Bison
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  • National Park Service officials said in a news release that a bull bison tossed a 9-year-old girl in the air when it charged a group of tourists at Yellowstone National Park on Monday.
  • The bison charged a crowd of about 50 tourists near the Old Faithful Geyser after several people came within 5 and 10 feet of the animal.
  • The girl from Odessa, Florida, was immediately taken to Old Faithful Lodge, where she was assessed by emergency medical providers. The extent of her injuries are unknown.
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A bull bison tossed a 9-year-old girl in the air when it charged a group of tourists at Yellowstone National Park, officials said.

National Park Service officials said in a news release that the bison charged a crowd of about 50 tourists near the Old Faithful Geyser on Monday after several people came within 5 and 10 feet of the animal over a span of at least 20 minutes.

The stricken girl, from Odessa, Florida, was taken to Old Faithful Lodge, where she was assessed by emergency medical providers. She was later taken to Old Faithful Clinic and released. The extent of her injuries are unknown.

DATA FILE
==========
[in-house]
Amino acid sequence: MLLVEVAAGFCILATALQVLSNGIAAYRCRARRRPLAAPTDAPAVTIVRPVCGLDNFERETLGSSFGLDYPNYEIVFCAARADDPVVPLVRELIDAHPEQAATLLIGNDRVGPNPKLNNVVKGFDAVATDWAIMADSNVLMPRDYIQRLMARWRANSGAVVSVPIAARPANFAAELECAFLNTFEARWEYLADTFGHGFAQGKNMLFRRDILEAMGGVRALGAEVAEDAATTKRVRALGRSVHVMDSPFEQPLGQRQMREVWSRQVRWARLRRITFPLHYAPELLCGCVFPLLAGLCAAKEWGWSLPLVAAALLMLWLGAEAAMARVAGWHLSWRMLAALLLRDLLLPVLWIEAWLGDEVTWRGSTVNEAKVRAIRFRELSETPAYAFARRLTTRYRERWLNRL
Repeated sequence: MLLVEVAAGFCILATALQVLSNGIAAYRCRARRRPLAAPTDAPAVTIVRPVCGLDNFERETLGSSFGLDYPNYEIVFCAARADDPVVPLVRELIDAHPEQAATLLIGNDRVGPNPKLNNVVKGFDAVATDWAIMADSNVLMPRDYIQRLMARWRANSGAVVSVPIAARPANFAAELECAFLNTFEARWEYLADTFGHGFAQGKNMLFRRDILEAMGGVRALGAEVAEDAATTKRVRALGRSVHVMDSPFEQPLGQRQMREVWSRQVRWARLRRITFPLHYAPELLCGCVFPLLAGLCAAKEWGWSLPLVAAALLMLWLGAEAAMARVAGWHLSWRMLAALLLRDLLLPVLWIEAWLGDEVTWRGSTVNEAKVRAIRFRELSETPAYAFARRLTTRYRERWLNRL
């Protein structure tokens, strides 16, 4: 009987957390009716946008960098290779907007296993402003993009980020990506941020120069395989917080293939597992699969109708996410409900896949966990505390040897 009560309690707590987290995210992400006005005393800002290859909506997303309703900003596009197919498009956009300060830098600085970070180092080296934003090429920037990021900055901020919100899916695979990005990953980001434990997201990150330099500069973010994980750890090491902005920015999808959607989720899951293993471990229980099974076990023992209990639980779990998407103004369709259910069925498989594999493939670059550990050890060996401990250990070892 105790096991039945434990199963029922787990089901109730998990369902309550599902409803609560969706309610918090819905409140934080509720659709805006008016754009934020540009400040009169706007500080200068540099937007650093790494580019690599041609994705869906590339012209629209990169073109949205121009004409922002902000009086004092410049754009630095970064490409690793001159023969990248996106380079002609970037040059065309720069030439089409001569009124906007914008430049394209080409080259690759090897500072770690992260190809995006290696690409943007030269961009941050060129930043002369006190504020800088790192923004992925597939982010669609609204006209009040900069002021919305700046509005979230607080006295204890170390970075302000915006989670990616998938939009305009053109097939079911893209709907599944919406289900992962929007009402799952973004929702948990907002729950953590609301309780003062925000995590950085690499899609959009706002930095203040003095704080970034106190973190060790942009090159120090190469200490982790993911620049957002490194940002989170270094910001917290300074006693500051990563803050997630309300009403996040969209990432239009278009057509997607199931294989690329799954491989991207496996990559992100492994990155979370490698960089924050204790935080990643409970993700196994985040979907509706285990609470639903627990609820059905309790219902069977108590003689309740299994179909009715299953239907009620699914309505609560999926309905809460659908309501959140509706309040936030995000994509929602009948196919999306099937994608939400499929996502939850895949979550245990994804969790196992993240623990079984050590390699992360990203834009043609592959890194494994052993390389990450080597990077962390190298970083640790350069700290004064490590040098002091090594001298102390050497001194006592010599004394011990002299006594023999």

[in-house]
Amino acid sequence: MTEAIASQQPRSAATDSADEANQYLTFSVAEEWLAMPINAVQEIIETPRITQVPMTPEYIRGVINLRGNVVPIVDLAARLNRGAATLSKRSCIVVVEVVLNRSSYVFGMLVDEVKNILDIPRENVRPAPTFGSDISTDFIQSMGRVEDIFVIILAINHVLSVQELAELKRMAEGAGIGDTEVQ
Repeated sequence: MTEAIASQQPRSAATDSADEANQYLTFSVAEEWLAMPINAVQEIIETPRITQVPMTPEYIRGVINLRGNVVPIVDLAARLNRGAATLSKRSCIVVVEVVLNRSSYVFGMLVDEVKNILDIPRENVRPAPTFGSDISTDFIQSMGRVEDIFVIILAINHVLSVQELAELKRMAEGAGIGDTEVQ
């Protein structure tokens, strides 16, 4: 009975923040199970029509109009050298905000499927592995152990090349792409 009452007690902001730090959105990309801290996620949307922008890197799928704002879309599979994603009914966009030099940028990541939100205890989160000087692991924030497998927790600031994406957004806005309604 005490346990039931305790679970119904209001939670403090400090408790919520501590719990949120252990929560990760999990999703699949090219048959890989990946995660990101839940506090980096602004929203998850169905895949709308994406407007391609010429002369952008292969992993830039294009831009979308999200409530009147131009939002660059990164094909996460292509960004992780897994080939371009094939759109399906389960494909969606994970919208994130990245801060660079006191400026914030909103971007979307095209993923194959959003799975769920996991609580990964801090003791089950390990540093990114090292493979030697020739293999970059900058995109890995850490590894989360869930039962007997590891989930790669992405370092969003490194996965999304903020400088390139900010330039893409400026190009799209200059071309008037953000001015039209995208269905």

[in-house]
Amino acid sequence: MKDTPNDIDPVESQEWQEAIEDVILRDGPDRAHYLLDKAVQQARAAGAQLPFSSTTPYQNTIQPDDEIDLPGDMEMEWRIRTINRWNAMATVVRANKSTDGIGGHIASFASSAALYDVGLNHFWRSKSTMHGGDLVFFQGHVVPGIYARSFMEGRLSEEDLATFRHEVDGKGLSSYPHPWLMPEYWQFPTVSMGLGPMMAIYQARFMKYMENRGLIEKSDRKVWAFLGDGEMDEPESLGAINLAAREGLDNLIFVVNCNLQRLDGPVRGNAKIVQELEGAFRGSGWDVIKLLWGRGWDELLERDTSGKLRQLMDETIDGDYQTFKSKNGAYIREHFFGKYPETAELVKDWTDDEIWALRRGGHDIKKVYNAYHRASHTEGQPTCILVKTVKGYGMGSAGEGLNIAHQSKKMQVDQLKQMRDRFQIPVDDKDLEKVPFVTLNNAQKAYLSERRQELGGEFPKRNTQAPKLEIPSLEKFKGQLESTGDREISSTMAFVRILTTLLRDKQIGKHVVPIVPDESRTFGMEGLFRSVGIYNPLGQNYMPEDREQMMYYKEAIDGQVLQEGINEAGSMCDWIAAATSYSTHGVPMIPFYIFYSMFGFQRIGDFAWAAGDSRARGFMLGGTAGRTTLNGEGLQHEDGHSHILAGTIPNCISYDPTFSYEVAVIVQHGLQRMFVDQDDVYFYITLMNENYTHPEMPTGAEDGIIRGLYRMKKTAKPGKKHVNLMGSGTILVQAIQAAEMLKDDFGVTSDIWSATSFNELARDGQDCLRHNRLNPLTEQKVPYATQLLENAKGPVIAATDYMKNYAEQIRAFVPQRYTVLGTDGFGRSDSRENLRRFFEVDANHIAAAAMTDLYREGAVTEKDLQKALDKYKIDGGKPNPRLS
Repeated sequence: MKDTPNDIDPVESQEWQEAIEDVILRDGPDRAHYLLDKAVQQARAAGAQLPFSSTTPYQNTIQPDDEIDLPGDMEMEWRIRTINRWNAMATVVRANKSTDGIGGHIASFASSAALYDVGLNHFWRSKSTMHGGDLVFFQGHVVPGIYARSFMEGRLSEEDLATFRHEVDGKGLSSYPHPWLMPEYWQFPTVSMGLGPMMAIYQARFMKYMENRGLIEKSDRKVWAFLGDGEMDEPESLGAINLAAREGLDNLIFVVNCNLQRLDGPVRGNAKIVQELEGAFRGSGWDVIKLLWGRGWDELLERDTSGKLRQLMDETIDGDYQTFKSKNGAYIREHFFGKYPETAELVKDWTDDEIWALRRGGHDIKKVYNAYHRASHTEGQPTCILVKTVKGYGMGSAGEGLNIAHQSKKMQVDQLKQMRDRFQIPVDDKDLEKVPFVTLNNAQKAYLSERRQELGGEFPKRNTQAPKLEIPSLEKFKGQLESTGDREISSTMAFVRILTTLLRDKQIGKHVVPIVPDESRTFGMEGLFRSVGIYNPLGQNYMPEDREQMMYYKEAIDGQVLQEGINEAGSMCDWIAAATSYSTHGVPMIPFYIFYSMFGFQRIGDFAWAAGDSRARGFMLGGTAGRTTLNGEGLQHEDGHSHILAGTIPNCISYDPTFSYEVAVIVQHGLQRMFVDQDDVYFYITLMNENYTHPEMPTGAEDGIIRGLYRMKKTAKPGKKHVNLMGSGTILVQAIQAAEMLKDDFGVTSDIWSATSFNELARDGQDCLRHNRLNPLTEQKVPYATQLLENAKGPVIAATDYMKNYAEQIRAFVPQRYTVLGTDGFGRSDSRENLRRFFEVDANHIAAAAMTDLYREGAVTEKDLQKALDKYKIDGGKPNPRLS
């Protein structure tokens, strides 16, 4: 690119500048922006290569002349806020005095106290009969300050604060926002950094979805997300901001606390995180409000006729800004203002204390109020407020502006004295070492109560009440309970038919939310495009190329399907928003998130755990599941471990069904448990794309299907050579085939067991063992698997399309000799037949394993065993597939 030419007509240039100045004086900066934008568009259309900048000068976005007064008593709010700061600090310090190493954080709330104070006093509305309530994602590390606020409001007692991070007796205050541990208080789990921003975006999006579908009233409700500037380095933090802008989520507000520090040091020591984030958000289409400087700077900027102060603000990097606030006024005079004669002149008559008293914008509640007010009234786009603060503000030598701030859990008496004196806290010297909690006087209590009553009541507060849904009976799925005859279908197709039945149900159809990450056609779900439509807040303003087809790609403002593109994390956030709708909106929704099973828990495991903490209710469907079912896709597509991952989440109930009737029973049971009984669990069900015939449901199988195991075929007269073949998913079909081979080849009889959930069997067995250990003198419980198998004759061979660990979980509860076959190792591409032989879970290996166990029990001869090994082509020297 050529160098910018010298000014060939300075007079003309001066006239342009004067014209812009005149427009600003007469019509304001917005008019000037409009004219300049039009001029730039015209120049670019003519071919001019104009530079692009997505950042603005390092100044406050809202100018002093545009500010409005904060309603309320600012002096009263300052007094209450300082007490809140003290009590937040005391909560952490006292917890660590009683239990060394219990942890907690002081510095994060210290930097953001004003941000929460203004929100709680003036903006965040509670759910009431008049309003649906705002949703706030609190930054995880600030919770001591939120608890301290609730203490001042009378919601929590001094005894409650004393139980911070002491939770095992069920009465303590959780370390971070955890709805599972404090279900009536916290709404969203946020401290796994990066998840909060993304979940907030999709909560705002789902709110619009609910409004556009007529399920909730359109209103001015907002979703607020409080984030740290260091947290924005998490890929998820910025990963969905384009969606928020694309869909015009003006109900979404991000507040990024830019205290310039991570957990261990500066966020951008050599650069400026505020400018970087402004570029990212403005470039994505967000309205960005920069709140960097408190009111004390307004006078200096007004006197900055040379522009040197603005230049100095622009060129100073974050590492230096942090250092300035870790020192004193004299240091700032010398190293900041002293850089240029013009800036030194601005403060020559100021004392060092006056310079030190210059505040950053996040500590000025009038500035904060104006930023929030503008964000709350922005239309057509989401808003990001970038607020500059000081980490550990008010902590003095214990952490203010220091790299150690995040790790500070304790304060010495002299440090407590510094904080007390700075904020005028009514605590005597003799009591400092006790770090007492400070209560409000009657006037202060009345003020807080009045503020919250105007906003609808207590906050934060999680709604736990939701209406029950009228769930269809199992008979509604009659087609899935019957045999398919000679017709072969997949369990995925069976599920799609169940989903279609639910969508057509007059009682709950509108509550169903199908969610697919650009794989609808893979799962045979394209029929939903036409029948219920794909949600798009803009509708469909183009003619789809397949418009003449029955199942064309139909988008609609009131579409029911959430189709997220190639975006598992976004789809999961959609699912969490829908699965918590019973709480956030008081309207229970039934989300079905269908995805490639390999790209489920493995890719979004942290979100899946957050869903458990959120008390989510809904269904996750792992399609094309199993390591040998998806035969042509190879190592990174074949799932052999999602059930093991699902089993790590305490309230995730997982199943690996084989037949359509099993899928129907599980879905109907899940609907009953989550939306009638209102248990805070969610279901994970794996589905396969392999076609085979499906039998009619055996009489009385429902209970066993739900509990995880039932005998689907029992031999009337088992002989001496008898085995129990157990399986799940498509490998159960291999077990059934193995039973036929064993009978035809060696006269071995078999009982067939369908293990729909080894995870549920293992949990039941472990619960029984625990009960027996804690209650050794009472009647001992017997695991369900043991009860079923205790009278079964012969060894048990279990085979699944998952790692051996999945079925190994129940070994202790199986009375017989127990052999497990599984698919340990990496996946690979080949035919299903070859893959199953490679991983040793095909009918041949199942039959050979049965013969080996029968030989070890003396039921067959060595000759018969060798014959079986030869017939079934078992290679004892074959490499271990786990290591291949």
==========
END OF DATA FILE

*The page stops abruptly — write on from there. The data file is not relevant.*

Video of the bison charging was shared on Twitter, revealing how chaotic the moment was inside the park.

Read more: Watch the moment a great white shark jumped out of the water and shocked boaters off of Cape Cod

The 12-second clip, which has since been deleted, showed onlookers gasping and shrieking as the bison tossed the girl into the air, the Washington Post reported.

National Parks Service officials are investigating the incident.

Yellowstone is home to about 4,500 bison. Officials advised visitors to give animals space within the national park.

"Wildlife in Yellowstone National Park are wild. When an animal is near a trail, boardwalk, parking lot, or in a developed area, give it space. Stay 25 yards (23 m) away from all large animals - bison, elk, bighorn sheep, deer, moose, and coyotes and at least 100 yards (91 m) away from bears and wolves. If need be, turn around and go the other way to avoid interacting with a wild animal in close proximity," officials said in the news release.

Yellowstone has about 4 million visitors annually, and injuries do happen. Last year a California woman was gored by a bull bison after visitors got too close to the animal.

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